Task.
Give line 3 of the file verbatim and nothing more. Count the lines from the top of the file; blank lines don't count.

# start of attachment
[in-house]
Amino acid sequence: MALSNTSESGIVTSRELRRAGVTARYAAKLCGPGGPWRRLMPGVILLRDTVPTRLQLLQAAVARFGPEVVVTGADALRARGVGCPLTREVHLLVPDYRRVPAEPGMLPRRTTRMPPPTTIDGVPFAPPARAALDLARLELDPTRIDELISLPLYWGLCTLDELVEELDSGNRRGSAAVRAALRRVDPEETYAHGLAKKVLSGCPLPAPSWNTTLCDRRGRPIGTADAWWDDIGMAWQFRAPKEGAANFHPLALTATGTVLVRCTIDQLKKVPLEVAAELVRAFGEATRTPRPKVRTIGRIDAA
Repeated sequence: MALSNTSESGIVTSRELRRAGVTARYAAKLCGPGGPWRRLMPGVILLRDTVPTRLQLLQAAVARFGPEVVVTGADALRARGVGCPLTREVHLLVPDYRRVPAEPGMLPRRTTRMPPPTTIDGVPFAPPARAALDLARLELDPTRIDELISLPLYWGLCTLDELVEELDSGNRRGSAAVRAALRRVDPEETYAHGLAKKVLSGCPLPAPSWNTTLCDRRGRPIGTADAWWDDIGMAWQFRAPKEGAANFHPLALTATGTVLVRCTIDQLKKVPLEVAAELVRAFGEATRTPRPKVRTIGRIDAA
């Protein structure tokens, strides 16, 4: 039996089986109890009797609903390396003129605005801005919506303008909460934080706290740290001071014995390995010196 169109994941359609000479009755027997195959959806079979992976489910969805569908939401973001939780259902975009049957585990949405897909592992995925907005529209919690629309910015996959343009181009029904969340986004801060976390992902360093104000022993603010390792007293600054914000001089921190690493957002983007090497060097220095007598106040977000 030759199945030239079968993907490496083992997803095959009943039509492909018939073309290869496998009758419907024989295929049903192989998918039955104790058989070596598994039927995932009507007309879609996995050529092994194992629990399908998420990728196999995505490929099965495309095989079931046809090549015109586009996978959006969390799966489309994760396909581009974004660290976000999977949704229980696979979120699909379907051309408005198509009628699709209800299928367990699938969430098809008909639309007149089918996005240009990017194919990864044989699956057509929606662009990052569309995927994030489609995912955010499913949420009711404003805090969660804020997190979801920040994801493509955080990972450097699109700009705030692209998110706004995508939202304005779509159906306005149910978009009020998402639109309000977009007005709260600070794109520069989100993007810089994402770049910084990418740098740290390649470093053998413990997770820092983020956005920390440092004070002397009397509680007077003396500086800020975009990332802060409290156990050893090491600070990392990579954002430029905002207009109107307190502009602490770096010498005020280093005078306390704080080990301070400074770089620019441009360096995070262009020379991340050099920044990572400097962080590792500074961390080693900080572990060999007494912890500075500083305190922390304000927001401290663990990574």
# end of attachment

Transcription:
Repeated sequence: MALSNTSESGIVTSRELRRAGVTARYAAKLCGPGGPWRRLMPGVILLRDTVPTRLQLLQAAVARFGPEVVVTGADALRARGVGCPLTREVHLLVPDYRRVPAEPGMLPRRTTRMPPPTTIDGVPFAPPARAALDLARLELDPTRIDELISLPLYWGLCTLDELVEELDSGNRRGSAAVRAALRRVDPEETYAHGLAKKVLSGCPLPAPSWNTTLCDRRGRPIGTADAWWDDIGMAWQFRAPKEGAANFHPLALTATGTVLVRCTIDQLKKVPLEVAAELVRAFGEATRTPRPKVRTIGRIDAA